Annie's Mailbox: Sitting on the Edge
Dear Annie: My daughter, "Ashley," is divorced and has four children. She has had numerous volatile boyfriends. The last guy sliced the tires on her car.
Ashley says I need to mind my own business, so I have been quiet about her poor choices. But her latest guy is listed in the state registry of sex offenders for molesting an 11-year-old girl when he was 19. He served two years in prison and claims he is innocent. Ashley has been letting the guy stay at her house. He is unemployed and doesn't need to be anywhere.
I am frightened for my grandchildren. I called the police, but they said there is no prohibition on having him live in a home with young children. The children's fathers have been uninvolved and disinterested, but I'm wondering whether I should notify them of what's going on. I also have considered calling the local child protection agency, but I don't want them to take the children away from Ashley.
If I do any of these things, she may never speak to me again, and I might not get to see the kids. I will feel terrible if this guy harms those children. What can I do? -- Sitting on the Edge
Dear Sitting: You must put the children's welfare above your relationship with Ashley. Call the local child protective agency and report the situation. They will investigate to see whether there is cause to remove the children. If so, it's likely the kids would be placed with Ashley's nearest relative: you. It also could be a wake-up call for Ashley to get the guy out of her house and pay more attention to the consequences of her choices.
Dear Annie: I received an invitation to a birthday party and was asked to bring a covered dish. I always thought the hostess furnished whatever refreshments were to be served. I must have slept through the new etiquette rules. If a hostess can't afford to furnish refreshments, there should not be a party. Am I right? -- Some Etiquette, Please
Dear Some: If someone offers to bring a dish, it's OK for the hostess to accept, but including a dish assignment with the invitation is inappropriate. People should have the parties they can afford. Most guests are perfectly happy attending a birthday party where only cake and ice cream are served.
Dear Annie: "Mom" thinks her 11-year-old is too young for sex information. As a teacher with 25 years of experience in a rural town, I have found that most parents are stunned to find out how openly the kids talk about sex in school.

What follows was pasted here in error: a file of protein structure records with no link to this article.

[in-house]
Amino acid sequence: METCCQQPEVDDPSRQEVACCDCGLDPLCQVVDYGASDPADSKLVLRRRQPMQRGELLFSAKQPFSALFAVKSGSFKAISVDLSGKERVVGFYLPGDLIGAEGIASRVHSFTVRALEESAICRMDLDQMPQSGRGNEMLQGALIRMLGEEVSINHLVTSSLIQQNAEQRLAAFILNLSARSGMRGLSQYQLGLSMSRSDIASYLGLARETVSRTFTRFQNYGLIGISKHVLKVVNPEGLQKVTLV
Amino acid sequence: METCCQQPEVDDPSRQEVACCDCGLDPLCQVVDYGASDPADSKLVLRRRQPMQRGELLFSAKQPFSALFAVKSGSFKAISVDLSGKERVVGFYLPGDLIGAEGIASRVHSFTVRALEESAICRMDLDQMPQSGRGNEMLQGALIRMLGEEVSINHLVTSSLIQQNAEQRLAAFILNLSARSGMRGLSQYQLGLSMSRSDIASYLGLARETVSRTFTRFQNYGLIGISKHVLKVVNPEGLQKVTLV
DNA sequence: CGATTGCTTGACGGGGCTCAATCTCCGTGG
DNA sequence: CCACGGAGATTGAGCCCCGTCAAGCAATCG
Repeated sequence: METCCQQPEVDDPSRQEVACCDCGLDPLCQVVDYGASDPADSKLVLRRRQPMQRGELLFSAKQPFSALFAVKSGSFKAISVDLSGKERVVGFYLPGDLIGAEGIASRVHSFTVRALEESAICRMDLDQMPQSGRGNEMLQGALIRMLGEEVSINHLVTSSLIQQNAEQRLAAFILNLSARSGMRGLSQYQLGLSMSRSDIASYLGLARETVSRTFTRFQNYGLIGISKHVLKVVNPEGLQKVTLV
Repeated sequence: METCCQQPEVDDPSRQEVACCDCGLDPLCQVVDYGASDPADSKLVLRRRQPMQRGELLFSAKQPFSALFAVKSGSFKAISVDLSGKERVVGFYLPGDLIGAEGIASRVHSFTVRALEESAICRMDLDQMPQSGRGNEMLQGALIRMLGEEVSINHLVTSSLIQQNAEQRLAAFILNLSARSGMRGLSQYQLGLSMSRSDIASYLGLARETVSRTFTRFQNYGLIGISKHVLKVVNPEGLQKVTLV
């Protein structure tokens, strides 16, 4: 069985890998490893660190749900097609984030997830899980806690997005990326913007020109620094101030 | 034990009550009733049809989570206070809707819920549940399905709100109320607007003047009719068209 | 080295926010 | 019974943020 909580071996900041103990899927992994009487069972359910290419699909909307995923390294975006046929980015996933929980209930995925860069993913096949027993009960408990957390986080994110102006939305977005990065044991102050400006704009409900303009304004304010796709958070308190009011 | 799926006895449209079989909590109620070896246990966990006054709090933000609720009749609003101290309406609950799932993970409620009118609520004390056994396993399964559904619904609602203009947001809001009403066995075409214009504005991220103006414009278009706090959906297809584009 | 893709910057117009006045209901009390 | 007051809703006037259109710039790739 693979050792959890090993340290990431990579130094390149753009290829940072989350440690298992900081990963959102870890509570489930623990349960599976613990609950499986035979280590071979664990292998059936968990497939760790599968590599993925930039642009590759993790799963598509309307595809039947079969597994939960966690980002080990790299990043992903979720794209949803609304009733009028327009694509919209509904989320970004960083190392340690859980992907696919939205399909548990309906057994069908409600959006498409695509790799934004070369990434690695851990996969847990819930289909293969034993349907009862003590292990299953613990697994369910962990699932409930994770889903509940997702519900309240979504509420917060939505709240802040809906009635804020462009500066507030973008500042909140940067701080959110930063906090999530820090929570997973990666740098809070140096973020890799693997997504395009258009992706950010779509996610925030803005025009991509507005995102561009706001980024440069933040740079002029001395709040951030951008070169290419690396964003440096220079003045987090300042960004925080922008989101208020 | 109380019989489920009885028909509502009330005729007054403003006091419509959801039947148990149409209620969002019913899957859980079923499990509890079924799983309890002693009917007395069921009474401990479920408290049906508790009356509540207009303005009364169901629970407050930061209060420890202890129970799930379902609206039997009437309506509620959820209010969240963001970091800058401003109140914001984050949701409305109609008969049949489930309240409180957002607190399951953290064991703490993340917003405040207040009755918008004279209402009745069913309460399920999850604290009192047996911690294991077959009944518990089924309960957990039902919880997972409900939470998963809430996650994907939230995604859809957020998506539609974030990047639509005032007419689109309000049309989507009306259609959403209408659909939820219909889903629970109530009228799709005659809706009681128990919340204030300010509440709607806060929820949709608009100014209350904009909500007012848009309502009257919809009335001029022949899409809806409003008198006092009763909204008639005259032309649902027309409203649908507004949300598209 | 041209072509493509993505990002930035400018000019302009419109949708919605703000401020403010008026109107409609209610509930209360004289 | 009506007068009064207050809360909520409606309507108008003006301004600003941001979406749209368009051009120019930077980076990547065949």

I urge all parents to be sure they have the final birds-and-the-bees talk with their children before they begin elementary school. That's what I did with my daughter. We used examples from nature for her preschool sex education. When her friends later talked about sex, she felt free to come to me for clarification. We taught her: Don't lie down with your boyfriend, don't take any clothes off, no "fooling around" in the bathing suit area, and don't unzip anything. She saved her virginity for marriage.
There are now five types of STDs that are drug resistant. For this generation, extramarital sexual activity is extremely dangerous. It is possible to teach children to delay sex until marriage by putting the focus on "What is the wise thing to do?" rather than what is right or wrong. Teach your children that it is wise to first get an education, then a job, then marriage, then children.
I have volunteered for 10 years with a program that teaches kids non-judgmental education about how humans are sexual beings in all aspects of life. Most children are incredibly receptive and innately recognize why being wise is beneficial. If we are not allowed to speak to these kids until high school, they chide us for not telling them earlier. -- Proactive Tennessee Sub
"Annie's Mailbox" is written by Kathy Mitchell and Marcy Sugar. This column was originally published in 2018. To find out more about Classic Annie's Mailbox and read features by other Creators Syndicate writers and cartoonists, visit Creators Syndicate at www.creators.com.